It seems an extremely broad ‘Jack Of All Trades, Master of None’ designation. Even human psychologists and psychiatrists working with a single species found in order to be effective they have to specialize in categories based on age and an enormous range of behavioral problems.

Ask Your Prospective 'Dog Trainer' These Questions Before Accepting Dog Training Guidance

  1. Dog Trainer: Are you part-time, or are you full-time? If part-time, why not full-time? (It’s difficult to earn a living as an amateur anything.)
  2. Veterinarians and Vet Techs: How much of your formal education focused on canine behavior obedience and behavior problems? (On average 3 hours total – multi-species.)
  3. Dog Trainers: What are your credentials? (Check to see if those credentials are provided by an association that is ideologically-oriented as opposed to offering a broad spectrum of behavior modification science. You will find that in most cases the answer falls in the former category. (See number 4.)
  4. Dog Trainers, Veterinarians and Vet Techs:  Is your advice/approach based on either of the unsafe ideological approaches of ‘All Positive/Purely Positive/Force-Free/Never Say No/R+…’, treat, treat, treat, or ‘Might Is Right’, Alpha, Pack Leader, Dominant (Yank and Crank)? (Alternatively, do they understand and use a behavior modification approach based on science applicable to the task of real-world life-skills (evolutionary psychology and biology, sociobiology, anthropology, ethology, etc.?)
  5. Dog Trainers, Veterinarians and Vet Techs:  How much hands-on companion dog obedience (not competition, companion dog) experience and, or experience with the behavior problem, do you have? (When they started loving or owning a dog does not count.)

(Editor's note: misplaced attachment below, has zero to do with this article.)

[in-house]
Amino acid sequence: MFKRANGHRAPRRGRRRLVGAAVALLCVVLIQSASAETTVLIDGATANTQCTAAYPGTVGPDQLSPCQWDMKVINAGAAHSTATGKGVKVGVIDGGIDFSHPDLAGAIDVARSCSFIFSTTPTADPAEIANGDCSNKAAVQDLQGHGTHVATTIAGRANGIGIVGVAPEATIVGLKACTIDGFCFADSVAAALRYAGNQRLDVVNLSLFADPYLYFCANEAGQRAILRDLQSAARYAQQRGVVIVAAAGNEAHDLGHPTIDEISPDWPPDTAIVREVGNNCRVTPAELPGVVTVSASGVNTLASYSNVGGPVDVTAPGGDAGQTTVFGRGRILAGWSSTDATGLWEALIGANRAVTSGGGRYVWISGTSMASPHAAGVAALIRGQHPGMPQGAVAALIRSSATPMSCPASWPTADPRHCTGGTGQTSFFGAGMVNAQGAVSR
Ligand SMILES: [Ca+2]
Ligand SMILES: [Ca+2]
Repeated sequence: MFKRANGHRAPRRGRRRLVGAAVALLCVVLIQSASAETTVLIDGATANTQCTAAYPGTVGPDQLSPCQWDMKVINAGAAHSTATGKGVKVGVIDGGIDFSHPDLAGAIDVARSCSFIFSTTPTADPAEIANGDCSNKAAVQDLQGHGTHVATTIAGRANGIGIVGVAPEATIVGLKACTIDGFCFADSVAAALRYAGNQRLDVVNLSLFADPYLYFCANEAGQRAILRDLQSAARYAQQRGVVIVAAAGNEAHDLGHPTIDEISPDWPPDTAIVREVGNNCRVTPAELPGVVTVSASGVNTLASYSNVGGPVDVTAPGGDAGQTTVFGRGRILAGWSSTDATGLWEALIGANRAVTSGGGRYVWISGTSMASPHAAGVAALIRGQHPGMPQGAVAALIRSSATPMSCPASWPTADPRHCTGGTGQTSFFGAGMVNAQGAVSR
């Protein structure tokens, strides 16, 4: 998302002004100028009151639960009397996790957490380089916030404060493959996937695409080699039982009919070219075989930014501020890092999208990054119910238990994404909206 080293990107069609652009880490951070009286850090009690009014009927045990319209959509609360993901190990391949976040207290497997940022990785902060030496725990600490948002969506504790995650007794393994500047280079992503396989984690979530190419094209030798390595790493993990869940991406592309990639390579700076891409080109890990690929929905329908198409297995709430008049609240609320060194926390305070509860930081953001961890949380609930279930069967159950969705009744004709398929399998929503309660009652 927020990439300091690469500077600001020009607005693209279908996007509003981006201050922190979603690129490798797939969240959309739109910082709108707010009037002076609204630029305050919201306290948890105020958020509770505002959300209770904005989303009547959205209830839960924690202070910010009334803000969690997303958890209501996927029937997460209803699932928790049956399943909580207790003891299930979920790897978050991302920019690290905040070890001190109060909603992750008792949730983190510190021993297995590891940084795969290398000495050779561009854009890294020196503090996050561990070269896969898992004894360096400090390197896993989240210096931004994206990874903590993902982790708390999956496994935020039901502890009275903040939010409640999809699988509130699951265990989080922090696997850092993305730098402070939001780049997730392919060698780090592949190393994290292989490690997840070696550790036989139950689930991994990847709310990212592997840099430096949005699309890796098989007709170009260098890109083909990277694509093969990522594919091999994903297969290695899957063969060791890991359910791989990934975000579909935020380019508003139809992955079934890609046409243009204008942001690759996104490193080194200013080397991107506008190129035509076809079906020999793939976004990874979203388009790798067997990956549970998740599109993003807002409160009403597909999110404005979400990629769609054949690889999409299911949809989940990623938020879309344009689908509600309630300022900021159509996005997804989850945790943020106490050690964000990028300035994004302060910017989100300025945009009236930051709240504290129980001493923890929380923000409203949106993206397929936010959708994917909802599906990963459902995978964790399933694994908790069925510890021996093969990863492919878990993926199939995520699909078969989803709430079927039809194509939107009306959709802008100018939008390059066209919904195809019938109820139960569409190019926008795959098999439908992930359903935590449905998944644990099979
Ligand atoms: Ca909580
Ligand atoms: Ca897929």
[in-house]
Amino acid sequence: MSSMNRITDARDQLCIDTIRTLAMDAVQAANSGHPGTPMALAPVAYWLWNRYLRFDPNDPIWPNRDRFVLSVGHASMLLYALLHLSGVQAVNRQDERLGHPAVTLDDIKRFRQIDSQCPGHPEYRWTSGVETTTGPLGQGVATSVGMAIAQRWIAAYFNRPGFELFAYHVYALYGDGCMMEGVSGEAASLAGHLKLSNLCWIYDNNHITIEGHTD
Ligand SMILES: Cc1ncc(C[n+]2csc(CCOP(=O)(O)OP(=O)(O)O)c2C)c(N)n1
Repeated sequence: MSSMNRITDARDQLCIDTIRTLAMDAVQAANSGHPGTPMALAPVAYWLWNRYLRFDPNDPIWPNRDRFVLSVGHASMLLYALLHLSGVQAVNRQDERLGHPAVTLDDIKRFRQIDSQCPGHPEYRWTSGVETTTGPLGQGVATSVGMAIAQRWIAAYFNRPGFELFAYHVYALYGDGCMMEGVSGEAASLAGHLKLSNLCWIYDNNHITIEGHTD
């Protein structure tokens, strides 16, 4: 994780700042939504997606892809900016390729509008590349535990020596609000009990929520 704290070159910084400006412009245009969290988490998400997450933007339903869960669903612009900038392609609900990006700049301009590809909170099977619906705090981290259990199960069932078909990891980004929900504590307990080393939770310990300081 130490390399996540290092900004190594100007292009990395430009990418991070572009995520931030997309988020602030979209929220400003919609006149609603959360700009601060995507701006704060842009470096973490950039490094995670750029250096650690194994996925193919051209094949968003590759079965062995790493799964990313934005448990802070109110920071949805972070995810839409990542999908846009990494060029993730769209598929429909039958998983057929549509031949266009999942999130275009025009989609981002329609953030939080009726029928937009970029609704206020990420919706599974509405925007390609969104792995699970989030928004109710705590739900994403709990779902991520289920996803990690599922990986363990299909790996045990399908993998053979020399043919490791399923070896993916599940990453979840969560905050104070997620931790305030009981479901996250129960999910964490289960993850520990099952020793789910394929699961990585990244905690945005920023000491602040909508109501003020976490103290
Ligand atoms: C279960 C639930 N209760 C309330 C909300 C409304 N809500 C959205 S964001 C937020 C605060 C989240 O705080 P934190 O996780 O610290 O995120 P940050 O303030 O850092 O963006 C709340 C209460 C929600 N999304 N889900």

6. Dog Trainers, Veterinarians and Vet Techs:  What do you offer as support between our meetings if I’m having problems? (Especially critically important with puppies and dogs with behavior problems.)
  7. Dog Trainers, Veterinarians and Vet Techs:  On average, how long do you take to reply to phone messages, emails, texts, etc.?
  8. Anyone Posing As A Professional: Do they refer to their clients as ‘Pet-Parents’ and dogs as ‘Fur-Babies’? This sort of anthropomorphic language is not typically a good sign. How a dog owner refers to themselves and their pet is their business, but if a ‘professional’ uses this language, it is more often than not a red-flag. (DOG TRAINERS! Words Matter – Question The Use of Fur Baby and Pet Parent)

The Entire Series...

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2 thoughts on “Questions You Should Ask A Dog Trainer – Especially If They’ve Given Themselves A Fancy Title”

  1. Advice needed. Two months ago, we adopted a dog from the local humane society, a six-month-old Austrailian Kelpie. She’s sweet, smart & generally well-behaved. We were told she was house trained. For the first week or so at our place, she made no messes in the house of any kind. She has significant separation anxiety issues, & we’ve been trying to get her accustomed to staying home alone by leaving her in the house for short periods. During the second week after adoption, we took her for a walk outside, then left her home alone for an hour & returned to find that she had pooped on the floor. Since then, about once a week, she poops on the floor while we’re asleep, between 1-4 am. We always let her out to “go potty” (she has learned to associate that command with relieving herself) around 9:30-10 pm every night. We’ve tried not feeding her in the evening. Night time pooping incidents still happen about once a week or so. Any advice is welcome.

    1. Hi Angie,

      This is probably associated with something triggering anxiety, but I’m curious as to the brand of dog food you’re feeding. Also, is she crate trained?

      – John “Ask The Dog Guy” Wade – Embracing Science and Common Sense